10,000 Bullets   Exploring the world of Cinema from the Arthouse to the Grindhouse™

Man Who Could Cheat Death, The 
Written by: on August 21st, 2008

Theatrical Release Date: UK, June 1959
Director: Terence Fisher
Writer: Jimmy Sangster
Cast: Anton Diffring, Hazel Court, Christopher Lee, Arnold Marlé, Delphi Lawrence, Francis De Wolff, Gerda Larsen, Middleton Woods, Michael Ripper

DVD released: July 1st, 2008
Approximate running time: 82 minutes
Aspect Ratio: 1.66:1 Anamorphic Widescreen
Rating: NR
Sound: Dolby Digital Mono English
Subtitles: N/A
DVD Release: Legend Films/Paramount Pictures
Region Coding: Region 1 NTSC
Retail Price: $14.95

Synopsis: A 104 year old man who looks to be 35 reaches a crisis when his ‘younger’ accomplice becomes too old to perform the periodically required Parathyroid gland transplant. Meanwhile a Scotland Yard detective is snooping around because of a missing girl who was the apparent victim of a doctor who sculpts young women, has a private showing, and then disappears (as do the young ladies) every ten years.

If it sounds convoluted, it is. Hammer had great success with color remakes of classic horror movies, and though the primary source is a play, the film also combines elements of Picture Of Dorian Gray, House Of Wax, and Dr. Jeckyll and Mr. Hyde. The film is very talky and feels stage bound.  The Dr. Jeckyll bit seems thrown in just to provide a little action, which is desperately needed.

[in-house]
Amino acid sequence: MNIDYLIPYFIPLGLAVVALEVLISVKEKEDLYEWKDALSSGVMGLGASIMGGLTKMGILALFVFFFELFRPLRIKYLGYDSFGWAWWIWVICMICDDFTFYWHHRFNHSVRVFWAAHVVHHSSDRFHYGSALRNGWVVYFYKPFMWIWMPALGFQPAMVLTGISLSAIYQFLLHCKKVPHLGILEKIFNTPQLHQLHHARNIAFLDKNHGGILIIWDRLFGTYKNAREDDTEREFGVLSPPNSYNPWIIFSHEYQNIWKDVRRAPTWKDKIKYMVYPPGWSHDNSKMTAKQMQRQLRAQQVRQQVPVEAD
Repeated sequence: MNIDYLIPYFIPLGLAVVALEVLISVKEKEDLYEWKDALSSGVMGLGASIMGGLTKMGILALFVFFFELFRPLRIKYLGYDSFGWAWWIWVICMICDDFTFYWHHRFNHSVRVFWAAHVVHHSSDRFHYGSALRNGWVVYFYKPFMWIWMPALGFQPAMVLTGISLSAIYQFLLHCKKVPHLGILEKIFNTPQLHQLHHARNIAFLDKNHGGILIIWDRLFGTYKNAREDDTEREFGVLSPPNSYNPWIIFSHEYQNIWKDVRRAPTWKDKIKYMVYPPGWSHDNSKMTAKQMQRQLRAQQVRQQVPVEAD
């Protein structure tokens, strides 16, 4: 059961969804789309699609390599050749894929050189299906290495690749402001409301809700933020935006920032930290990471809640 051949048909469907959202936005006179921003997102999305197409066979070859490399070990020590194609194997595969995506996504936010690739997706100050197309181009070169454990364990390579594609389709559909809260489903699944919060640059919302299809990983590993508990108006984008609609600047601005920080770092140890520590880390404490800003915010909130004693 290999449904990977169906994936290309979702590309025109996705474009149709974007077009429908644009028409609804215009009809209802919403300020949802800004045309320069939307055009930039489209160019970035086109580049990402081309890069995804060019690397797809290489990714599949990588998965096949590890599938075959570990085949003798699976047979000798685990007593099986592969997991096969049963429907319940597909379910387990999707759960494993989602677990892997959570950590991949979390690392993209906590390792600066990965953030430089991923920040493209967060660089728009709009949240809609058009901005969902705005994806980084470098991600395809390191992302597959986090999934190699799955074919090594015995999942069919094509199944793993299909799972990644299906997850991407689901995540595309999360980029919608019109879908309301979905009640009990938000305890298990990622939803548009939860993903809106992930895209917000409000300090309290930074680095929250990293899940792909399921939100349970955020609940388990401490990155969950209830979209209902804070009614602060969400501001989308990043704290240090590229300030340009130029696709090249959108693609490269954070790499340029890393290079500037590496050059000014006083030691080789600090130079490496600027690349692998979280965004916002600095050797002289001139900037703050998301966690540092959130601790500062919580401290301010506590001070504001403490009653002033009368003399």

The performances, and especially the lead, are all lackluster. Even Christopher Lee sleepwalks through this one. The brightest performance is that of Hazel Court. She purportedly filmed a topless scene for European release. Too bad that hasn’t been uncovered.

The DVD:

The pre-title sequence looks pretty terrible, but once the credits conclude the picture instantly improves ten-fold. There are instances of weird colour, such as greenish hues from the formula which look effective. No subtitles, but close captions are included.

The Man Who Could Cheat Death doesn’t exactly cheat the viewer, but it is definitely a lesser Hammer horror from the classic era.

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